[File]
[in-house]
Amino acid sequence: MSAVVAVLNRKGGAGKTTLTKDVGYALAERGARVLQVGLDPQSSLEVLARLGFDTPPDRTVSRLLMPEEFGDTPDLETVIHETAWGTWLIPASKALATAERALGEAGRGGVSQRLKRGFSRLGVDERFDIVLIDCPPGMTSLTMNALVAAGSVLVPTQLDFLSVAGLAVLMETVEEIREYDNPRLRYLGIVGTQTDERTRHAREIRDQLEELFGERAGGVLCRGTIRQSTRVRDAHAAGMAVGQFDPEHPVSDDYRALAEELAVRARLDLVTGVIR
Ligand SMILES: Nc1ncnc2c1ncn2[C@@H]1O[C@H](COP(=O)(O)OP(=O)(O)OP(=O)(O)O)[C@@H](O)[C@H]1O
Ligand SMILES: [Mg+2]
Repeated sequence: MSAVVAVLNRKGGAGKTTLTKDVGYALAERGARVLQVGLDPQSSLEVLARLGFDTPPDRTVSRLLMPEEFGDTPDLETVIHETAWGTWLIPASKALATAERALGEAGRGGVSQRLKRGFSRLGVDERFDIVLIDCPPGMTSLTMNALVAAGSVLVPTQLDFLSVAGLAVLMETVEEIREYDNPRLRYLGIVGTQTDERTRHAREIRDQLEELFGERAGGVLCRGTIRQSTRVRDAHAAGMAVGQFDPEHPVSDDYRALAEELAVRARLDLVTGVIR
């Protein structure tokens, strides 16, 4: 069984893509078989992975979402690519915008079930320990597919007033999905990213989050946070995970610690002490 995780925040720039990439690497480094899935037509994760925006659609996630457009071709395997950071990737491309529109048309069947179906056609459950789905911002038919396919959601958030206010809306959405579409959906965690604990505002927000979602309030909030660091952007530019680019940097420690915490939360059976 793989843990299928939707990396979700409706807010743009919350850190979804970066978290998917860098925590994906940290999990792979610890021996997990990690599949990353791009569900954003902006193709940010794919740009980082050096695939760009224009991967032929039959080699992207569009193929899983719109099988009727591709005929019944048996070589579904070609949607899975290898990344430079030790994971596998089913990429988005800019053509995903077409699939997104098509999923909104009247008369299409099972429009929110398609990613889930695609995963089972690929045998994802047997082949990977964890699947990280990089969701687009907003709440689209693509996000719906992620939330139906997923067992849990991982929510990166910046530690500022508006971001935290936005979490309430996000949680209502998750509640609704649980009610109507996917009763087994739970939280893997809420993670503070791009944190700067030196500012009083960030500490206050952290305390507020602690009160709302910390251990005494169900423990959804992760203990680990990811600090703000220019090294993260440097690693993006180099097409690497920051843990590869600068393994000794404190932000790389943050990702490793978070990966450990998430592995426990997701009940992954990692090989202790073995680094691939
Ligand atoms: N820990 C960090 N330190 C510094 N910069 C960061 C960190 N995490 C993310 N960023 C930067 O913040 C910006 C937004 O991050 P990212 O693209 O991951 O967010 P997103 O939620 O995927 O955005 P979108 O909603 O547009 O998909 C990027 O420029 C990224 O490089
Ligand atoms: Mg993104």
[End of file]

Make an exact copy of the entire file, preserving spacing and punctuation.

[in-house]
Amino acid sequence: MSAVVAVLNRKGGAGKTTLTKDVGYALAERGARVLQVGLDPQSSLEVLARLGFDTPPDRTVSRLLMPEEFGDTPDLETVIHETAWGTWLIPASKALATAERALGEAGRGGVSQRLKRGFSRLGVDERFDIVLIDCPPGMTSLTMNALVAAGSVLVPTQLDFLSVAGLAVLMETVEEIREYDNPRLRYLGIVGTQTDERTRHAREIRDQLEELFGERAGGVLCRGTIRQSTRVRDAHAAGMAVGQFDPEHPVSDDYRALAEELAVRARLDLVTGVIR
Ligand SMILES: Nc1ncnc2c1ncn2[C@@H]1O[C@H](COP(=O)(O)OP(=O)(O)OP(=O)(O)O)[C@@H](O)[C@H]1O
Ligand SMILES: [Mg+2]
Repeated sequence: MSAVVAVLNRKGGAGKTTLTKDVGYALAERGARVLQVGLDPQSSLEVLARLGFDTPPDRTVSRLLMPEEFGDTPDLETVIHETAWGTWLIPASKALATAERALGEAGRGGVSQRLKRGFSRLGVDERFDIVLIDCPPGMTSLTMNALVAAGSVLVPTQLDFLSVAGLAVLMETVEEIREYDNPRLRYLGIVGTQTDERTRHAREIRDQLEELFGERAGGVLCRGTIRQSTRVRDAHAAGMAVGQFDPEHPVSDDYRALAEELAVRARLDLVTGVIR
């Protein structure tokens, strides 16, 4: 069984893509078989992975979402690519915008079930320990597919007033999905990213989050946070995970610690002490 995780925040720039990439690497480094899935037509994760925006659609996630457009071709395997950071990737491309529109048309069947179906056609459950789905911002038919396919959601958030206010809306959405579409959906965690604990505002927000979602309030909030660091952007530019680019940097420690915490939360059976 793989843990299928939707990396979700409706807010743009919350850190979804970066978290998917860098925590994906940290999990792979610890021996997990990690599949990353791009569900954003902006193709940010794919740009980082050096695939760009224009991967032929039959080699992207569009193929899983719109099988009727591709005929019944048996070589579904070609949607899975290898990344430079030790994971596998089913990429988005800019053509995903077409699939997104098509999923909104009247008369299409099972429009929110398609990613889930695609995963089972690929045998994802047997082949990977964890699947990280990089969701687009907003709440689209693509996000719906992620939330139906997923067992849990991982929510990166910046530690500022508006971001935290936005979490309430996000949680209502998750509640609704649980009610109507996917009763087994739970939280893997809420993670503070791009944190700067030196500012009083960030500490206050952290305390507020602690009160709302910390251990005494169900423990959804992760203990680990990811600090703000220019090294993260440097690693993006180099097409690497920051843990590869600068393994000794404190932000790389943050990702490793978070990966450990998430592995426990997701009940992954990692090989202790073995680094691939
Ligand atoms: N820990 C960090 N330190 C510094 N910069 C960061 C960190 N995490 C993310 N960023 C930067 O913040 C910006 C937004 O991050 P990212 O693209 O991951 O967010 P997103 O939620 O995927 O955005 P979108 O909603 O547009 O998909 C990027 O420029 C990224 O490089
Ligand atoms: Mg993104």